Start small maybe...select an area, remove the existing lawn, by cutting it out as small turfs, stack and cover, put to one side for later use, (once dry excellent source for soil condition around the other flower beds etc around the garden) lightly rake the exposed soil over, the addition of Sharp Sand lightly raked into the surface (cheaper than Horticultural Grit), cover with plastic sheet or scrim, will help to warm the soil up for either seed germination or planting out.

Preparation could be started now or at least during any dry spells of weather, to prepare the soil, overwintering by the elements will help improve the soil structure.

Covering the ground in sheets ready for, planting out or seed sowing is best undertaken in the early Spring.
Spring in Cornwall is usually at least a month earlier than up here in the waste lands of the North East!
Thanks for your time and expertise!
 
PhilP

PhilP

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5 Jun 2013
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How large an area?

If it is shady, not very big, and presently an under-utilised area.. Would it be worth considering 'plastic grass'? - An almost all-weather surface, easy to maintain, and could perhaps provide somewhere (shaded by the tree) to put a small table and chairs?

PhilP.
 
P

Portsladepete

Registered
2 Jun 2020
168
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66
England
How large an area?

If it is shady, not very big, and presently an under-utilised area.. Would it be worth considering 'plastic grass'? - An almost all-weather surface, easy to maintain, and could perhaps provide somewhere (shaded by the tree) to put a small table and chairs?

PhilP.
Thought about it Phil, but am quite interested in making something more like a garden with a railway, rather than the opposite. With my gardening lack of skills, this could be a forlorn dream. I’ve planted three little dwarf trees, and am quite protective of them, this forgotten piece of the garden has definitely benefited from the railway.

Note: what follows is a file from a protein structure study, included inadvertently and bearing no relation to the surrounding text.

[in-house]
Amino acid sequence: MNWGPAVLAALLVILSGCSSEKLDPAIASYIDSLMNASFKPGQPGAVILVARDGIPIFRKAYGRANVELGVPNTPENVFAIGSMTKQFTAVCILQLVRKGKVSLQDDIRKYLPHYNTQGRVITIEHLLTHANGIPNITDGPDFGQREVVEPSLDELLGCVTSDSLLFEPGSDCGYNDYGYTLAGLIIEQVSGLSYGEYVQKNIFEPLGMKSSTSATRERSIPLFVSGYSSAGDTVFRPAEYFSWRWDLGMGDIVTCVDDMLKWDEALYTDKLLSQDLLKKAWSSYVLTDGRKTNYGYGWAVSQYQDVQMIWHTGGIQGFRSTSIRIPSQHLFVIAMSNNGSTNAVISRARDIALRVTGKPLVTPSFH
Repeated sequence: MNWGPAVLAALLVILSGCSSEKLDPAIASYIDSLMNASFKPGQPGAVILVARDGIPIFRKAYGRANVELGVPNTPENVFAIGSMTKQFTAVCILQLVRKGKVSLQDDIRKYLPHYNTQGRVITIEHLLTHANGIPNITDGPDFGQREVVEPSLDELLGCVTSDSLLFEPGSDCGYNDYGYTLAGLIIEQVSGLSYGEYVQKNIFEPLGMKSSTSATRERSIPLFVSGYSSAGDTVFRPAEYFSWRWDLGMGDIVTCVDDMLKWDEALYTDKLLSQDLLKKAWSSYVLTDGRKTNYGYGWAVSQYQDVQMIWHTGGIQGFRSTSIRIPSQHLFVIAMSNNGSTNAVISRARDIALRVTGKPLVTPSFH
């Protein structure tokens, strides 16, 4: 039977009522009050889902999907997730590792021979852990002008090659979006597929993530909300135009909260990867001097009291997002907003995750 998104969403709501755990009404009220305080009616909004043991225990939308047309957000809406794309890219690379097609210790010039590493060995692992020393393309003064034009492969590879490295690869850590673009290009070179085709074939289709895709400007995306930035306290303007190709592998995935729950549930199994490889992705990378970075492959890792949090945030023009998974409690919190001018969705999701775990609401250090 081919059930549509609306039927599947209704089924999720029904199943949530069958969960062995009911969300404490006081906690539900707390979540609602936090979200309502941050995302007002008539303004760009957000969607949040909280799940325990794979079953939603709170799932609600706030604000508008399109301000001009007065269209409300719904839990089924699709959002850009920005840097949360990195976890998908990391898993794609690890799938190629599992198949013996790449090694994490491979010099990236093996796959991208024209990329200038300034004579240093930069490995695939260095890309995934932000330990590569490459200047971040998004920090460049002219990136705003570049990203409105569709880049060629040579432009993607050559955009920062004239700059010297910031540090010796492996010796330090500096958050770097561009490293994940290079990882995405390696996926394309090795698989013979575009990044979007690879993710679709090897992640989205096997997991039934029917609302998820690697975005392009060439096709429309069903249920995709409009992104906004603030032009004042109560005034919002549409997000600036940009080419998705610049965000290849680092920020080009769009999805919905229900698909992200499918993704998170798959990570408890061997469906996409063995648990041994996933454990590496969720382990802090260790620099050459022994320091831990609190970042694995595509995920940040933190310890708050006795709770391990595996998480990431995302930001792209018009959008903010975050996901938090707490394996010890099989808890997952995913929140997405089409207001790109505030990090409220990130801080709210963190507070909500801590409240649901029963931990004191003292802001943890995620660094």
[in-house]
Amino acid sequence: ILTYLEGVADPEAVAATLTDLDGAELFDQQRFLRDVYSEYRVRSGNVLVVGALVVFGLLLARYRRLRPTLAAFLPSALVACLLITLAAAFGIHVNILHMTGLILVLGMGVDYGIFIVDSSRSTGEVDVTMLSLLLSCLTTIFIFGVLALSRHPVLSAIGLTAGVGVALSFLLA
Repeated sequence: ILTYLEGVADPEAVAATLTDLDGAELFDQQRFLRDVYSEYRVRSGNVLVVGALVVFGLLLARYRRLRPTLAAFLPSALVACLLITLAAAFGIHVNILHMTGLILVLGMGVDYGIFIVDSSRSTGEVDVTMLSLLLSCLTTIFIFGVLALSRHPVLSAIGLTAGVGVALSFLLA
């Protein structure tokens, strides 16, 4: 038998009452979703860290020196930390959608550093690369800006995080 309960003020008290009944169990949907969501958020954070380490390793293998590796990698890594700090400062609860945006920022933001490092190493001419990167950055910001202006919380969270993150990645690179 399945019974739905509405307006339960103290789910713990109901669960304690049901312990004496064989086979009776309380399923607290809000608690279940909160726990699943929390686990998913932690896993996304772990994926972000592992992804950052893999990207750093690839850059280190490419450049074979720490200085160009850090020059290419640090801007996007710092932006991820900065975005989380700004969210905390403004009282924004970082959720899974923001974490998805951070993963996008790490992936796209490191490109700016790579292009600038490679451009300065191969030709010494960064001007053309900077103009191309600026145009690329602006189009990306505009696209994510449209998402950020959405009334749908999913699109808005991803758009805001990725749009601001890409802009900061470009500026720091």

Rhinochugger

Rhinochugger

Retired Oik
27 Oct 2009
28,509
3,437
North West Norfolk
Thought about it Phil, but am quite interested in making something more like a garden with a railway, rather than the opposite. With my gardening lack of skills, this could be a forlorn dream. I’ve planted three little dwarf trees, and am quite protective of them, this forgotten piece of the garden has definitely benefited from the railway.
I s'pose an alternative is a bit of semi-hard landscaping - stone or slate chippings :think::think:
 
dunnyrail

dunnyrail

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25 Oct 2009
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St.Neots Cambridgeshire UK
My small layout is in my rear garden, this faces virtually north so only receives full sun for about 2-3 months of the year. The “lawn” has a variety of grasses and often weeds, before the layout was just mown to keep it reasonably tidy, other than that, it was ignored except by our dog and visiting cats if you know what I mean:rolleyes: , I would like to use the lowest maintenance ground cover to replace the grass that could stand some foot traffic if possible, so that I could clean the track etc.
Is there such a wonder plant(s) available? I am in the UK in Cornwall, no idea regarding acidity etc as I have no idea about gardening. All I can say is that Cornwall is damp!
Not sure that Mind Your Own Business would work, but if you try it it is not seeded but takes from roots Thus a pot will go a long way if you split it in 4 and is happy to grow but do not expect full coverage in a season. Plant in Autumn likely to die back if you get frost but not so likely in Cornwall. Though a size of your area may assist. Another option would be Fake Grass, that will always be Green, dogs and cat stuff just washed away. Off cuts can be used all over the Railway and i side if you have that option as I have done.
 
P

Paul M

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25 Oct 2016
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Trouble with fake grass is that it does no good to the creepy-crawleys that make gardens thrive, unable to burrow down or get out of the ground they often drown as the water doesn't soak away properly. (It also doesn't prevent the stronger weeds from growing). Although it does look good,it really isn't very ecologically healthy.
 
Northsider

Northsider

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I've got some chamomile growing beside the line: now it is established it grows pretty well. I believe it is suitable for limited footfall, and is beautifully scented when crushed. There's a book (and a film) called 'The Camomile Lawn'. And you can make tea from it.
 
Northsider

Northsider